<br>Neel Moudgal, 17, was announced the winner of the Regeneron Science Talent competition on Tuesday.
Ambika Grover, 17, was ranked sixth for an $80,000 award and Siddhu Pachipala, 18, placed ninth for a $50,000 prize.
BUY-SELL | HELP WANTED | MATRIMONIAL
About 2,000 high school students competed in the Science Talent Search with 40 selected for the final round.
According to the Society for Science that ran the competition sponsored by Regeneron Pharmaceuticals, Moudgal’s computational biology and bioinformatics project “can rapidly and reliably predict the structure of various RNA molecules to facilitate the development of novel diagnostics and therapeutic drugs for diseases such as cancer, autoimmune diseases and viral infections”.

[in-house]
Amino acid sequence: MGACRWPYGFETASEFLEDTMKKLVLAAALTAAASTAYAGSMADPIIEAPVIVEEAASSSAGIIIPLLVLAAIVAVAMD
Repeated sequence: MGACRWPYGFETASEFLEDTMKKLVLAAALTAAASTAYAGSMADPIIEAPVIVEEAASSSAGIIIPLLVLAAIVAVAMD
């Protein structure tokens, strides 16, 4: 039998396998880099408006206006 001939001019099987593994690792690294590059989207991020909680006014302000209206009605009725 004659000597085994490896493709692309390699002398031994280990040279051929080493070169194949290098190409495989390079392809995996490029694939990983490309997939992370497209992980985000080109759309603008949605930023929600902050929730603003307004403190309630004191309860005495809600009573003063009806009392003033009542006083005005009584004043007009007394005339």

Grover developed an injectable microbubble to break up blood clots and treat stroke victims by restoring the blood flow to the brain.
Pachipala used machine learning to assess a patient’s suicide risk.
By analysing a patient’s journal entries the semantics in an individual’s writing could be correlated with their psychological health and risk of suicide.
Pachipala, who was chosen by the finalists as most exemplifying them, also was given the Seaborg Award.
The winners of the Science Talent Search programme originally sponsored by Westinghouse and now associated with the current sponsor Regeneron have gone on to win 11 Nobel Prizes and two Fields Medals for mathematics.
George Yancopoulos, the co-founder and president of the New York State-headquartered Regeneron, was himself the Science Talent Search winner in 1976.
That experience convinced him to work on curing diseases and added: “I can only hope this year’s students will be similarly inspired to become the next generation of scientists, engineers and innovators that will develop and advance solutions for the world’s greatest challenges”.